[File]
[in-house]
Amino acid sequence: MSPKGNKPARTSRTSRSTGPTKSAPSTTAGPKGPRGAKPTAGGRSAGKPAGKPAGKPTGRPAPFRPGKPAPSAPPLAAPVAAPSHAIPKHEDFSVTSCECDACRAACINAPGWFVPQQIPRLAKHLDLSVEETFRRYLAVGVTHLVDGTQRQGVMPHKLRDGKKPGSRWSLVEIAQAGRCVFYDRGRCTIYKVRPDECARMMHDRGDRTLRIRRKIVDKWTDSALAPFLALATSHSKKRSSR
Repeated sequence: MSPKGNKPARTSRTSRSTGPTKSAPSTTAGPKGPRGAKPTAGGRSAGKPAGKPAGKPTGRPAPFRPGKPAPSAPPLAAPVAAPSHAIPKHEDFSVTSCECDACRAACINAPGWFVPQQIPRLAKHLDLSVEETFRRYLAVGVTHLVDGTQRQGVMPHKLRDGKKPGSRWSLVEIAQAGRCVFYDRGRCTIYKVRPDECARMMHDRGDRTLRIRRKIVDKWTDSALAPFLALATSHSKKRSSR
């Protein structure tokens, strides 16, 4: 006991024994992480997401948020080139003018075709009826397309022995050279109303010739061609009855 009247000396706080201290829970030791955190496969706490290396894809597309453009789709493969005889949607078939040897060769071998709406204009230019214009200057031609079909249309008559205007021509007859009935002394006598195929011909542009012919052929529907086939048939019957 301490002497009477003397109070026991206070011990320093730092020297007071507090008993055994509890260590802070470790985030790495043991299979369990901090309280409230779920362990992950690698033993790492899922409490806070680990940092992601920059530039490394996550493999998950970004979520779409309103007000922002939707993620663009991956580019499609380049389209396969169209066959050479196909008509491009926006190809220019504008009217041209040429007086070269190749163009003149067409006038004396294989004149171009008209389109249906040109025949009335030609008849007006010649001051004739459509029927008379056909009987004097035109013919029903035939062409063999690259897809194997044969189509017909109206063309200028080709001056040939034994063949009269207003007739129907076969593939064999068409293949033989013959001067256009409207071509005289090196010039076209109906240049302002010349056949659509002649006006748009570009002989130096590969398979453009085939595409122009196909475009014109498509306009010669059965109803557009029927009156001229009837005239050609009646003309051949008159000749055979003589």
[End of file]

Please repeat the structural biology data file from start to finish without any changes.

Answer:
[in-house]
Amino acid sequence: MSPKGNKPARTSRTSRSTGPTKSAPSTTAGPKGPRGAKPTAGGRSAGKPAGKPAGKPTGRPAPFRPGKPAPSAPPLAAPVAAPSHAIPKHEDFSVTSCECDACRAACINAPGWFVPQQIPRLAKHLDLSVEETFRRYLAVGVTHLVDGTQRQGVMPHKLRDGKKPGSRWSLVEIAQAGRCVFYDRGRCTIYKVRPDECARMMHDRGDRTLRIRRKIVDKWTDSALAPFLALATSHSKKRSSR
Repeated sequence: MSPKGNKPARTSRTSRSTGPTKSAPSTTAGPKGPRGAKPTAGGRSAGKPAGKPAGKPTGRPAPFRPGKPAPSAPPLAAPVAAPSHAIPKHEDFSVTSCECDACRAACINAPGWFVPQQIPRLAKHLDLSVEETFRRYLAVGVTHLVDGTQRQGVMPHKLRDGKKPGSRWSLVEIAQAGRCVFYDRGRCTIYKVRPDECARMMHDRGDRTLRIRRKIVDKWTDSALAPFLALATSHSKKRSSR
């Protein structure tokens, strides 16, 4: 006991024994992480997401948020080139003018075709009826397309022995050279109303010739061609009855 009247000396706080201290829970030791955190496969706490290396894809597309453009789709493969005889949607078939040897060769071998709406204009230019214009200057031609079909249309008559205007021509007859009935002394006598195929011909542009012919052929529907086939048939019957 301490002497009477003397109070026991206070011990320093730092020297007071507090008993055994509890260590802070470790985030790495043991299979369990901090309280409230779920362990992950690698033993790492899922409490806070680990940092992601920059530039490394996550493999998950970004979520779409309103007000922002939707993620663009991956580019499609380049389209396969169209066959050479196909008509491009926006190809220019504008009217041209040429007086070269190749163009003149067409006038004396294989004149171009008209389109249906040109025949009335030609008849007006010649001051004739459509029927008379056909009987004097035109013919029903035939062409063999690259897809194997044969189509017909109206063309200028080709001056040939034994063949009269207003007739129907076969593939064999068409293949033989013959001067256009409207071509005289090196010039076209109906240049302002010349056949659509002649006006748009570009002989130096590969398979453009085939595409122009196909475009014109498509306009010669059965109803557009029927009156001229009837005239050609009646003309051949008159000749055979003589």